Homeless Comm. Speaks Out in Defense of Kidnapping Suspect
One homeless woman who spoke with News 25 says Monday’s incident is not indicative of the character of the homeless population. Jessi Kitchings has been homeless since 2010. She says when the public thinks of homelessness, they’re usually not positive images. Kitchings says, "People are getting the perspective like we’re bums, we’re low lifes, we’re drug addicts. A lot of these homeless people out here have lost their jobs.”
When a local homeless man is arrested for kidnapping and rape, it doesn’t help the perception. The victim had her hands and wrists bound by duct tape and ran naked to the Lowe’s in Gulfport looking for help. When Lynda Favre, founder of Shepherd of the Gulf, heard the news about Monday’s crime, one man came to mind. Favre says, "I went immediately to my phone and pulled up his number to call him and of course there was no answer, but that’s the first person I thought about was Clint."
Andrew Clinton Cruse Jr., known by friends as Clint, had been homeless for years. He lost his wife in 2010. Those who knew him say the loss may have been a turning point for the worse. Favre also says, "What happened to him? Because this is not the quiet, smile on his face kind of guy that we’ve normally seen."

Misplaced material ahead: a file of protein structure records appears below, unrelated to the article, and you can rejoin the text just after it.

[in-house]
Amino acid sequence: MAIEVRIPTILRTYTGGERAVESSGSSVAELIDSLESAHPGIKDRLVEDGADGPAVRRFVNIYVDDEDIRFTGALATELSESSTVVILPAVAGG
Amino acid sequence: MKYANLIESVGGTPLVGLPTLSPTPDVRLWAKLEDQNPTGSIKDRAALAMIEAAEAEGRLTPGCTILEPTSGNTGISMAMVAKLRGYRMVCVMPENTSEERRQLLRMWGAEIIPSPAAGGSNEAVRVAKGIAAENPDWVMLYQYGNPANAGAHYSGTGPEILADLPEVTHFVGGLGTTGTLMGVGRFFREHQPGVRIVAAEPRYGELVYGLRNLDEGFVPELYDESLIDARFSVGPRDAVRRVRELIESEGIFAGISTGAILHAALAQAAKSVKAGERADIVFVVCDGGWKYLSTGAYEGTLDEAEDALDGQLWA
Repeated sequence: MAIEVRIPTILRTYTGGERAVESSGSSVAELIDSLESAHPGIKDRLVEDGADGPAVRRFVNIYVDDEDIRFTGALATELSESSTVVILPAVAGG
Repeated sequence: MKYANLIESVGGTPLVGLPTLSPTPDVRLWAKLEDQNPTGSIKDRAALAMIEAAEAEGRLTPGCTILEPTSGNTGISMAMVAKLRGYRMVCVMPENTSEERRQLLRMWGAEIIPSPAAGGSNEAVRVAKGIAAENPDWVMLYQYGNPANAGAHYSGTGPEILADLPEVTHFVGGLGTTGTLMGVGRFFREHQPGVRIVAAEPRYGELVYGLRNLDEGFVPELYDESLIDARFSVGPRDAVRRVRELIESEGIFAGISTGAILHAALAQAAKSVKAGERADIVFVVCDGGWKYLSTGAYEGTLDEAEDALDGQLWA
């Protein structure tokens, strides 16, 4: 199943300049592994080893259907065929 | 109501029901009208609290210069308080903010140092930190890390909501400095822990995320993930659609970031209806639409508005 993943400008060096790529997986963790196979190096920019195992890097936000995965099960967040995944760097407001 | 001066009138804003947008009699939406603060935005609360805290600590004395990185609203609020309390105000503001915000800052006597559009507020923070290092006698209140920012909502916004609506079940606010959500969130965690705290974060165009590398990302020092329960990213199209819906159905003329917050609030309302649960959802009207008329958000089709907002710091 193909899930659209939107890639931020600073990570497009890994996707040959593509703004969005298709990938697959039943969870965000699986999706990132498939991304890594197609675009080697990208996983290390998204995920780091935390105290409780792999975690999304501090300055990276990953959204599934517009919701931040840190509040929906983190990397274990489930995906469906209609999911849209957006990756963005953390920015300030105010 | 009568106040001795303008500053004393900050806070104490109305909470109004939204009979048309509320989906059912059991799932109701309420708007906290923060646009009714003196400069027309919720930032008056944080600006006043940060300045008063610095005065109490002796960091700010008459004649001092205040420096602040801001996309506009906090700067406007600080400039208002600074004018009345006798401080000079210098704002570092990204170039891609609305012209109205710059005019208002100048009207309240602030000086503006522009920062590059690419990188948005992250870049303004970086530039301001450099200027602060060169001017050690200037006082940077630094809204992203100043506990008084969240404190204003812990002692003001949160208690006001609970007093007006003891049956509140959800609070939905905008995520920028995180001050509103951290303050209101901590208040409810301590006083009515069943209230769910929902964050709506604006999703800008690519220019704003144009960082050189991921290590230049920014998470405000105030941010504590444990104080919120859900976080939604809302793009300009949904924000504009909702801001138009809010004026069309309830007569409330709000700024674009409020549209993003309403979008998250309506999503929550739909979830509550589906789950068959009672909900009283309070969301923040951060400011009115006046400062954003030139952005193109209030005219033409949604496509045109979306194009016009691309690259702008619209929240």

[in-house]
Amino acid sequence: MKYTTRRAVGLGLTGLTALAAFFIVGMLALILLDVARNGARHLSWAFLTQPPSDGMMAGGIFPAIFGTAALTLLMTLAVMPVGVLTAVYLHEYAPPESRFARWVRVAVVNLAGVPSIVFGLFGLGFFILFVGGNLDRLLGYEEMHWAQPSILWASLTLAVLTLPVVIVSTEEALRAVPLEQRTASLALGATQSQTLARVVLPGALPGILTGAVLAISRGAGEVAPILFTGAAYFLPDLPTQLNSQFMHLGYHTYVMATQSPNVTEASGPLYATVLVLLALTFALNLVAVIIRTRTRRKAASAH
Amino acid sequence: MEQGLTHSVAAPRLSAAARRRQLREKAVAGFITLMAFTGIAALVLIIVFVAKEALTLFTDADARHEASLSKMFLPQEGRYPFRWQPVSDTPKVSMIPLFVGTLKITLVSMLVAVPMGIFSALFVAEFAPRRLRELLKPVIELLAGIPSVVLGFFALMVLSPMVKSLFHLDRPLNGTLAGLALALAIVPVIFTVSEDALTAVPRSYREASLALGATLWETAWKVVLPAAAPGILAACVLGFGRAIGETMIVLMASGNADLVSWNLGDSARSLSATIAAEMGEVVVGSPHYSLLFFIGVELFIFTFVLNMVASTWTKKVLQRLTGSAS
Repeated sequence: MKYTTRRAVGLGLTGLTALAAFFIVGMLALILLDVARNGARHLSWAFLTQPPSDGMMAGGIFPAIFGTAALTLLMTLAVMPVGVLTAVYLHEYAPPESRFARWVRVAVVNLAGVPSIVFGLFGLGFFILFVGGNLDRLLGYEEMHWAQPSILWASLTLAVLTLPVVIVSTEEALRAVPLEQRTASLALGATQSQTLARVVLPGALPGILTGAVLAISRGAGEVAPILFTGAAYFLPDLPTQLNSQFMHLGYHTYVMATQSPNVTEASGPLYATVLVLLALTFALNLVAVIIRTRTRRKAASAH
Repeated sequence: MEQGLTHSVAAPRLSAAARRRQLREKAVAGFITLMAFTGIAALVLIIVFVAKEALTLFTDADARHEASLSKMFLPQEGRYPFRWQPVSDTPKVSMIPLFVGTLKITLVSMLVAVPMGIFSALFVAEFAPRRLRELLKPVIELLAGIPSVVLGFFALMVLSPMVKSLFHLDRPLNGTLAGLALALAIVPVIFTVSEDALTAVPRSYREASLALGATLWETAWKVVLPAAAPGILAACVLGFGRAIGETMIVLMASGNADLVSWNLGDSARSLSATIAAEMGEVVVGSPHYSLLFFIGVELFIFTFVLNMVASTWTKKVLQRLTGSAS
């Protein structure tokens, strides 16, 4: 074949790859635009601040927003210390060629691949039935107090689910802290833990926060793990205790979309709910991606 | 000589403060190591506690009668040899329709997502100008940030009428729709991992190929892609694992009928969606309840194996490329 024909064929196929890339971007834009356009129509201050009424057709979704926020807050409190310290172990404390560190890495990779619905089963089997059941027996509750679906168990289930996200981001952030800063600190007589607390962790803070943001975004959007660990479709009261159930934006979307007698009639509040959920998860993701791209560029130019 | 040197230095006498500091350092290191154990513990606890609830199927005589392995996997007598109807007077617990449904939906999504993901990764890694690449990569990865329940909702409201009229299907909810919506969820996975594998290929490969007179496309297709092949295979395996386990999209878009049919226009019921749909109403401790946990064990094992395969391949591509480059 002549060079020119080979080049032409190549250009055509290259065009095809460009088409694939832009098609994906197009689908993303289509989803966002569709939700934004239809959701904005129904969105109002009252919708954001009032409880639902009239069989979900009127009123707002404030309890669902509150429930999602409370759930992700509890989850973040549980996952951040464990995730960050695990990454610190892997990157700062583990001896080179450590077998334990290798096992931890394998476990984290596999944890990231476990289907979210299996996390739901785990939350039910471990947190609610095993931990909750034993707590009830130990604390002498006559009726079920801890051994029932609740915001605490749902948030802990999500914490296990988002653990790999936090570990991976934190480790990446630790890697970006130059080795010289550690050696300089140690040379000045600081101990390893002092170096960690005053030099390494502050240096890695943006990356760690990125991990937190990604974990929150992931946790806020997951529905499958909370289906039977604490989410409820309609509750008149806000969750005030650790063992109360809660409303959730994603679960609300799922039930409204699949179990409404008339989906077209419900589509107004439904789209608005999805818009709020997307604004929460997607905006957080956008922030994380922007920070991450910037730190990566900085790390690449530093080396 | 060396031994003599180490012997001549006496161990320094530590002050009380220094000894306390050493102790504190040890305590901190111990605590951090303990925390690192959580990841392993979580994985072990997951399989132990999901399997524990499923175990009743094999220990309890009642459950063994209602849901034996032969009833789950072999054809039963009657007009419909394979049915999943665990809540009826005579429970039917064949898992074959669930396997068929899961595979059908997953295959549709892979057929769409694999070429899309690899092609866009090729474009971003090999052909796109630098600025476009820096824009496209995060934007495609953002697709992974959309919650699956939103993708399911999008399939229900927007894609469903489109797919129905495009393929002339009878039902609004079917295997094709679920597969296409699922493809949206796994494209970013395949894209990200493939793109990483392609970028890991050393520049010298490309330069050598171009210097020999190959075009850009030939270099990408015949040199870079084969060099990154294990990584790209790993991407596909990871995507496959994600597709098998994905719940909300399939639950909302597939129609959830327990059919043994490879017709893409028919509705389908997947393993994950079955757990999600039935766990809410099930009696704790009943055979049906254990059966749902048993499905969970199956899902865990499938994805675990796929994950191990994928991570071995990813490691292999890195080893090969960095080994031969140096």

The homeless community wants to stress this is an isolated incident and is in no was indicative of the entire homeless population on the Coast. Kitchings closes, "What I’m saying to the Mississippi Gulf Coast right now is don’t jump to conclusions. Homeless people are not violent."
While Cruse awaits his day in court on March 4th, the rest of the homeless community, like Kitchings, continues to live life as normal and hopes this unfortunate incident does not shed the wrong light on their community.